“I’m glad I can help you complete this project,” my former UCLA Extension music production instructor Jeff Lewis said, “And great to hear you finished the program!”

“For you, the student rate is $90.  Maybe someday I’ll be able to afford health insurance… but we do what we love!” he said with a laugh.

Jeff had spent nearly three hours mastering the final songs on the album “The Universe in Me” as it wasn’t finished in time for the release party two weeks ago.  One of our producers Joshua “Cartier” Cutsinger who has received a Grammy nomination for his prior work, finalized the mixes on the remaining three songs in early July, which I then took with me to Moonlight Studios that sunny afternoon.

As Jeff finished what had involved nearly three years of production and producers, more than a dozen musicians, tens of thousands of dollars in costs and over three decades of life experiences — his words struck me.

“No health insurance.” — ditto.  “We do what we love.”  — check.

For most my life, going from an immigrant with just rags to a successful career as a globetrotter with near riches… I’ve created safety nets, pursued stable careers and built nest eggs.  Now, most of those securities are gone including health insurance, retirement funds and a steady job.

But, as an entrepreneur, creator and dreamer for over the past three years… I have done what I love, and held in my hand a simple, shiny disk of ten audio files that could well be my swan song to this pursuit of a musical legacy.

“Thanks Jeff!  It’s nice to be done… now we’ll see where this, or I go from here,” I said as I wrote him a check for $100 — which was a very reasonable amount for his effort, though felt much more precious in 2012 than it did when I started throwing money around in 2008.  I then ran off to meet a CD manufacturer to place a rush order in time for an important industry event this week.

As I left the studio, I checked my email and noticed a comment on my blog Mark39.com (which was now a misnomer given I was no longer thirty-something) — the first since my last posting and 40th chapter over two weeks ago on June 23.  Someone was still reading in cyberspace and from a far-flung place.

From “StephGlaser” (July 9, 2012):

“Mark, I love the concept of your blog and it is so inspirational to read. (I’m sad it’s ending…I hope there’s a sequel or new incarnation.) We dreamers need to support each other and I thank you for being the first person to like one of my posts (“Drinking Poop Coffee in Bali”).”

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“You aren’t that young anymore… and have worked so hard and very late these days,” my mother said, as I returned to writing this blog after a two-week absence.

“Don’t let your future slip away,” she cautioned as she went to bed.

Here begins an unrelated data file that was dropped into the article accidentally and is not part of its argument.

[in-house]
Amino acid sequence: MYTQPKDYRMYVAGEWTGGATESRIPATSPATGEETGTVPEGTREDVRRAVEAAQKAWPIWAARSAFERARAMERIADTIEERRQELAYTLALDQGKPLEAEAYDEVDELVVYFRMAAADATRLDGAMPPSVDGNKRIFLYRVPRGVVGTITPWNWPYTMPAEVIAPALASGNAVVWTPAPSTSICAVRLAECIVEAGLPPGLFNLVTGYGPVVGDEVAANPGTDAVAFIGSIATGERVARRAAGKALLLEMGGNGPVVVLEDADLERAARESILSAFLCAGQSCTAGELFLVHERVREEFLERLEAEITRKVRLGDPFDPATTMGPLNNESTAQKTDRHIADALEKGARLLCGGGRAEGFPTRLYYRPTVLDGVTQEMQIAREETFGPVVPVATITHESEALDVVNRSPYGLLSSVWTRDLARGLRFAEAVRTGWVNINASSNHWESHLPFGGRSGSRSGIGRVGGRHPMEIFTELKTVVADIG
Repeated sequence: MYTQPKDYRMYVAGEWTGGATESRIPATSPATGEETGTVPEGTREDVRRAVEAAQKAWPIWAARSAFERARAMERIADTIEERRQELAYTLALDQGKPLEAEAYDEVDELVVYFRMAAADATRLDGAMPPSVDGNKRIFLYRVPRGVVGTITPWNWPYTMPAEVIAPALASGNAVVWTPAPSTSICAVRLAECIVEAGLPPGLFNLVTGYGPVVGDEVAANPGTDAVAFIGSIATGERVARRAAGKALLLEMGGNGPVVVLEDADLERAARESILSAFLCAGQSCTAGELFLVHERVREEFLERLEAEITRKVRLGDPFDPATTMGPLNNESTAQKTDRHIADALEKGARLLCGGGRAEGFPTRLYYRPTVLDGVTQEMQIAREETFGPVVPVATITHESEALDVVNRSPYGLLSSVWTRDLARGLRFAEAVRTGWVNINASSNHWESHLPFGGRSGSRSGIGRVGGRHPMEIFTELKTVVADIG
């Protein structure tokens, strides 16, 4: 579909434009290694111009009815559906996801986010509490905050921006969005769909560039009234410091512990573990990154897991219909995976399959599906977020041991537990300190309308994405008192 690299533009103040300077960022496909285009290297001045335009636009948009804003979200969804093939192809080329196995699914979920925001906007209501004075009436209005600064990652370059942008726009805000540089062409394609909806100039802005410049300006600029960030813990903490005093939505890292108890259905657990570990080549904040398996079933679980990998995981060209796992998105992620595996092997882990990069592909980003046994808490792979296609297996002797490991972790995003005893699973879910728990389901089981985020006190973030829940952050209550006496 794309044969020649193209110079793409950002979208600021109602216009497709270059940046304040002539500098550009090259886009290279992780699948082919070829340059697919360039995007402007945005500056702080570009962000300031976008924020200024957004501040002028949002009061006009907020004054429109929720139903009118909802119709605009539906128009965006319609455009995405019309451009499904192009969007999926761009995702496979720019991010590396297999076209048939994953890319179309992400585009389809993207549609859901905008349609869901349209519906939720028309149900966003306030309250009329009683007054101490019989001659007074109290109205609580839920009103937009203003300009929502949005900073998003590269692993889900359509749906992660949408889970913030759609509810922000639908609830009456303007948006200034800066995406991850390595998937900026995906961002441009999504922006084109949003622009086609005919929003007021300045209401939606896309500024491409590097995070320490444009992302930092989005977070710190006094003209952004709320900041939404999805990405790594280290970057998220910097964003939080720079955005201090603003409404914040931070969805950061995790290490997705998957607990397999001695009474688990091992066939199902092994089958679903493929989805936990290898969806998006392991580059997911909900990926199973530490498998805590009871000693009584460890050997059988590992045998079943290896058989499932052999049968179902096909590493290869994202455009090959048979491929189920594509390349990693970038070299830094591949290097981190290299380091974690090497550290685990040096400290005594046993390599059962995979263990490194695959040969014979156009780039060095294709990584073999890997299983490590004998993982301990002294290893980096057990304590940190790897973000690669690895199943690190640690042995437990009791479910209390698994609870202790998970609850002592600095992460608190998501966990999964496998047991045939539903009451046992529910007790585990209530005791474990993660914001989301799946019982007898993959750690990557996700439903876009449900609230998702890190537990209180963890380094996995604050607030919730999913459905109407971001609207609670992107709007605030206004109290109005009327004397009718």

My mother worries a lot, like most loving and mildly doting mothers.  She has been very concerned about my financial health and well being (though is not aware of the lack of health insurance otherwise would really fret), and seems to lament the fact that I may or may not be around much longer, at least in the same household.

In the past two weeks, momentum has been building for one of those “critical juncture” moments… which I can feel in the air, and is getting closer each day.

On the one hand, Planet LA Records has closed its office as of June 30, but our business relationships are stronger than ever after three intense years of activity.  In fact, I recently initiated several meetings with senior and executive vice presidents at a major TV network and leading brands — to launch an innovative media platform to support artists.  It took three years of toil to build this kind of network and credibility, and these discussions are leading up to a make-or-break private event on July 12 at the Gibson Guitar showroom in Beverly Hills.  Many among our industry network plan to attend and will learn more about our future plans, and whether we have a future.

On the other hand, I have begun to reach out to my global affairs and corporate circles about possible new roles — whether they involve going back to my roots in Vietnam and Asia, familiar professional worlds in Washington D.C. or Geneva, or other places in or beyond L.A.  It would be ideal to utilize skill sets gained in both diplomacy and branded entertainment, but if I must return to the nuances and regulations of international trade law, then I am ready and willing.

Whatever the outcome, I have been inspired to write again… as this story and life as I know it didn’t end on June 23, 2012 with the expiration of Mark39.com.

Stay tuned and let the (Olympic) games begin!